Reduce the cost of debt
If you have borrowed money – and everybody has at some stage – then you have incurred expenses for the privilege. Debt costs you in interest, together with other creative charges that are levied by lenders.
It is important to distinguish in your own mind between money borrowed for investment (such as for a house or business) and money borrowed for consumption.
The worst type of debt to incur is for consumption. Why?
- First, because there is almost no lasting benefit.
- Second, because this type of debt is usually financed with high-interest credit cards or personal loans.
If you owe money and want to reduce your debt expenses, you can:
- Shop around for a lower-rate credit card or new loan, bearing in mind that there may be charges, particularly on personal loans, for early exit fees on the existing loan, and set-up fees for the new loan.
- Make it a priority to not increase the level of this type of debt and, ideally, to reduce it to zero.
All spending is a choice.
You have to spend money on shelter, food and clothing. These are basic needs. But how well you live and how well you eat and dress are personal choices. Beyond your basic needs, all expenditure is discretionary, apart from the cost of servicing debts, which are the result of choices you made in the past.
Get a calculator and your credit card and loan statements and work out how much consumption debt has been costing you in fees and interest. If the result is a shock, and you want to reduce this expense, then here are your next steps:
- Stop using the credit cards. Stop increasing this type of debt. And certainly do not use the card for cash advances.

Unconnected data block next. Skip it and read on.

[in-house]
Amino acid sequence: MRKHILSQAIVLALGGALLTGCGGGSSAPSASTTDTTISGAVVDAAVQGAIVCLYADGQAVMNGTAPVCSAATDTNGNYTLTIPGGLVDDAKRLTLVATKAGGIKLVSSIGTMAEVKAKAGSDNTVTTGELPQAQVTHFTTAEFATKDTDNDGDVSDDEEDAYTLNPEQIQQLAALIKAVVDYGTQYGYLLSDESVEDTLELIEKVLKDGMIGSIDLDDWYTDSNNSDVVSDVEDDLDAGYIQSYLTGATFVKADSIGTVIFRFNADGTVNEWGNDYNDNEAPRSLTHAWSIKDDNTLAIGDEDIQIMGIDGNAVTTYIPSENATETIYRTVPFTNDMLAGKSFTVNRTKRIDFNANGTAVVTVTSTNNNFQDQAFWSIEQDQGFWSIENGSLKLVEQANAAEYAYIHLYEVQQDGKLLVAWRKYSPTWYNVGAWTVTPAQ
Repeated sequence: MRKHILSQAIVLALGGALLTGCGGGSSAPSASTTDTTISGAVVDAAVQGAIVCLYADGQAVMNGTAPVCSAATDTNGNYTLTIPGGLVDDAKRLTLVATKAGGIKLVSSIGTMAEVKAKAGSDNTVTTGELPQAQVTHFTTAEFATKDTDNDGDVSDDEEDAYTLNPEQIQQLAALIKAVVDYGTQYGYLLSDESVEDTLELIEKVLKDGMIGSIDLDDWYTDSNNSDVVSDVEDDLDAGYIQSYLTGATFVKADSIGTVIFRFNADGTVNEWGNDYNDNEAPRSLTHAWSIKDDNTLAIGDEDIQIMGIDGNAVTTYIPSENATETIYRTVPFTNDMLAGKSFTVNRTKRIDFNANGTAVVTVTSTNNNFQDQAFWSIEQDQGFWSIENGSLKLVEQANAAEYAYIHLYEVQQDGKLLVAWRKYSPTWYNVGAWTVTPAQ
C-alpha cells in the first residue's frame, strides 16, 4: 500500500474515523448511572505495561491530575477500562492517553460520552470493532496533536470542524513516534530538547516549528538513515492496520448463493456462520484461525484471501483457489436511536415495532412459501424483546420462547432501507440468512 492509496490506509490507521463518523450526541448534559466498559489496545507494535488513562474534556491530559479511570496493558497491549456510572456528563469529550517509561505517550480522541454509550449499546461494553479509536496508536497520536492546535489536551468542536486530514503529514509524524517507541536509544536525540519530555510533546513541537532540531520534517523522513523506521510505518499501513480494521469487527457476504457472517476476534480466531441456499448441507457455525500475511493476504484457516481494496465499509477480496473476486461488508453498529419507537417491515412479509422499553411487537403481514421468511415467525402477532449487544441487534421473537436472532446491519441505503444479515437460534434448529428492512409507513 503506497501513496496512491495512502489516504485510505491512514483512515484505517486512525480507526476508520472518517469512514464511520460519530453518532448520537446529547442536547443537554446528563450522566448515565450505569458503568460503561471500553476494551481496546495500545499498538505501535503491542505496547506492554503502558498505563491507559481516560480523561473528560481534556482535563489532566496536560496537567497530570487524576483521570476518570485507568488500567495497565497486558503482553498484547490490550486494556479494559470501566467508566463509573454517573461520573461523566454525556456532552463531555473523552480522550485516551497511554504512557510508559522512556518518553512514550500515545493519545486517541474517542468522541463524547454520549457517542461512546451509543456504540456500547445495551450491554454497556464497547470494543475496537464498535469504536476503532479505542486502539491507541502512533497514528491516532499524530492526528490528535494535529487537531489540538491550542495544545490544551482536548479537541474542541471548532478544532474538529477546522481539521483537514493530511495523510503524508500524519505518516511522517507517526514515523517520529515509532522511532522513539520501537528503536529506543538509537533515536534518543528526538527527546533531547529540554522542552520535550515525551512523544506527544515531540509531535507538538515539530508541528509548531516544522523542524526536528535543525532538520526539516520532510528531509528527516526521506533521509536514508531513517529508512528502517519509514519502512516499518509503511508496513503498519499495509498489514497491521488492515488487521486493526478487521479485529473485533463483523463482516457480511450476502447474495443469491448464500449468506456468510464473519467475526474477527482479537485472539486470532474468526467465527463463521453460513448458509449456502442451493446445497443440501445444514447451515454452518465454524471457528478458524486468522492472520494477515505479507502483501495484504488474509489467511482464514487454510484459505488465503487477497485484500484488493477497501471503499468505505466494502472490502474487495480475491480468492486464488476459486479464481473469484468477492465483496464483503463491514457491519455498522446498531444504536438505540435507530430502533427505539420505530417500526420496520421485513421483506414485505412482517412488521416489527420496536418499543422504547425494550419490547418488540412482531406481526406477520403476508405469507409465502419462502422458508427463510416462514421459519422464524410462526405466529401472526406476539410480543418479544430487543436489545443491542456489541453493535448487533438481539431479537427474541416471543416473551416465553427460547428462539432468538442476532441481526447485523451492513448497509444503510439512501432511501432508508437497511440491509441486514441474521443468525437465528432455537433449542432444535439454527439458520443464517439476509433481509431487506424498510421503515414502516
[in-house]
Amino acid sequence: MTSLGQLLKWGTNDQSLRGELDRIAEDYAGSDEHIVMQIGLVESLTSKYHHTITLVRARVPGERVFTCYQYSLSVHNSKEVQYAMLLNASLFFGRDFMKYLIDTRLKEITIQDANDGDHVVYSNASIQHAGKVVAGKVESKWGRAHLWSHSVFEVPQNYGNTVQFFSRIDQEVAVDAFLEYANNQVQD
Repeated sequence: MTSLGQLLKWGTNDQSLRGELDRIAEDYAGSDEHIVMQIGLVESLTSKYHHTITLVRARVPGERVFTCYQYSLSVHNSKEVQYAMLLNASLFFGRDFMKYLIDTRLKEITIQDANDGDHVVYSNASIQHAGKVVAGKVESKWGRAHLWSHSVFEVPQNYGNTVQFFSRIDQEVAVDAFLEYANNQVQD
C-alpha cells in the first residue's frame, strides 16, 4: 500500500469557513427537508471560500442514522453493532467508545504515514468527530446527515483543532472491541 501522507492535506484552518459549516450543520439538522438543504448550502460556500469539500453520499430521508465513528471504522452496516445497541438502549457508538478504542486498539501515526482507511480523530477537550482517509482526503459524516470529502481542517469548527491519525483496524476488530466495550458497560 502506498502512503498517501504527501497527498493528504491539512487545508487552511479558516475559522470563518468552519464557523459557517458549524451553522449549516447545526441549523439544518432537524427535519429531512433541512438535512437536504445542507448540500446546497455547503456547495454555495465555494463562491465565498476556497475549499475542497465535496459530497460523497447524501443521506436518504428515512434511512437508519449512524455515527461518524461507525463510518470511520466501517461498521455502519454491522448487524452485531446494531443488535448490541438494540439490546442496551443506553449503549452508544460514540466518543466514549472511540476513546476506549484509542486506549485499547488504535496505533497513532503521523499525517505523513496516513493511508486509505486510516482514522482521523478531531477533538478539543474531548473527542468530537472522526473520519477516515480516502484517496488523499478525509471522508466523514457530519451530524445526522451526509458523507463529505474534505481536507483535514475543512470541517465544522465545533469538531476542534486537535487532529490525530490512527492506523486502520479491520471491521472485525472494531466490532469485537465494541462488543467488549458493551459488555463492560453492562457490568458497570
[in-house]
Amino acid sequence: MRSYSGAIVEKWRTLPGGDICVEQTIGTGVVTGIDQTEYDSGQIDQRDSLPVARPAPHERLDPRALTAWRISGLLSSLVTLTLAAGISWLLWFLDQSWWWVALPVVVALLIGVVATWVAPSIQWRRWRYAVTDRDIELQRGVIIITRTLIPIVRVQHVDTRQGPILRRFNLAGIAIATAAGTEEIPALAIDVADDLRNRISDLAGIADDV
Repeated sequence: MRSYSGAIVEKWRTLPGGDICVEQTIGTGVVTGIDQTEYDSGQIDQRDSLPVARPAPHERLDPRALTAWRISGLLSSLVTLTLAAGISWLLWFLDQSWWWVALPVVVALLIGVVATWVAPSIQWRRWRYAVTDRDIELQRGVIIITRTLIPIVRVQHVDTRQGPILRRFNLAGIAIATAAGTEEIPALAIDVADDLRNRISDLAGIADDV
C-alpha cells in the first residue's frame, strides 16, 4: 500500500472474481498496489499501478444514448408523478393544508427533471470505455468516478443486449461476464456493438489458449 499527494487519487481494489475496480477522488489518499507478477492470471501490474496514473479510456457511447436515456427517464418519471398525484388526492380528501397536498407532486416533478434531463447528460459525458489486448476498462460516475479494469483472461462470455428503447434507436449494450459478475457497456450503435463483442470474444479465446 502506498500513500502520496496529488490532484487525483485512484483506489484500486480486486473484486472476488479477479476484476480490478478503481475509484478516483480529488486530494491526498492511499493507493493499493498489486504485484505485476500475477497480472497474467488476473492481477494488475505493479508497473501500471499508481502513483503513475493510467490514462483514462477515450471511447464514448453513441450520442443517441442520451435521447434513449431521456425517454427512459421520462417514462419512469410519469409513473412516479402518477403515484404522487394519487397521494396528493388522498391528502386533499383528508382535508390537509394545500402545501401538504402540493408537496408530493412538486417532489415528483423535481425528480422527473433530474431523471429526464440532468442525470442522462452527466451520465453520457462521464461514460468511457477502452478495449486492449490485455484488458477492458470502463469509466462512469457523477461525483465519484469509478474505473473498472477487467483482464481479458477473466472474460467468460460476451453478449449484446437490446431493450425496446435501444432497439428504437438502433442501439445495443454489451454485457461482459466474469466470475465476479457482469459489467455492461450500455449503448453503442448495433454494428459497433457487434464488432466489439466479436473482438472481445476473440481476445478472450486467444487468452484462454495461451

- Set a goal date for getting these debts to zero. Work out how much you will need to pay each month to accomplish that objective. Start paying them off.
- If you have more than one credit card, make it a goal to reduce the number of cards to only one. As you get a credit card back to a zero balance, close the account and destroy the card.
- Carefully weigh the cost of each spending choice that you make from now on. Pay for these purchases with cash. Somehow, using plastic doesn’t seem like outlaying real money – at least until the statement arrives – whereas handing over cash is sobering.
If you think about the choices you made in the past, you will surely realize that your spending has always risen to meet increases that you have had in income. We are all skillful at justifying indulgences. We all tend to spend right up to, and sometimes beyond, our level of income.
If we think about it, almost none of those purchases gave us a lasting sense that our lifestyle had been greatly improved. The thrill of acquisition was fleeting.
I am not advocating denying yourself all pleasures, but those debt expenses are money down the drain. If you want to reduce them, then you will have to make short-term sacrifices. The decision should be helped by the knowledge that what was frittered away in the past never gave you more than passing satisfaction.
As well as leaving more money in your pocket, it is a good feeling to be not wasting money on debt expenses, beyond what is truly unavoidable.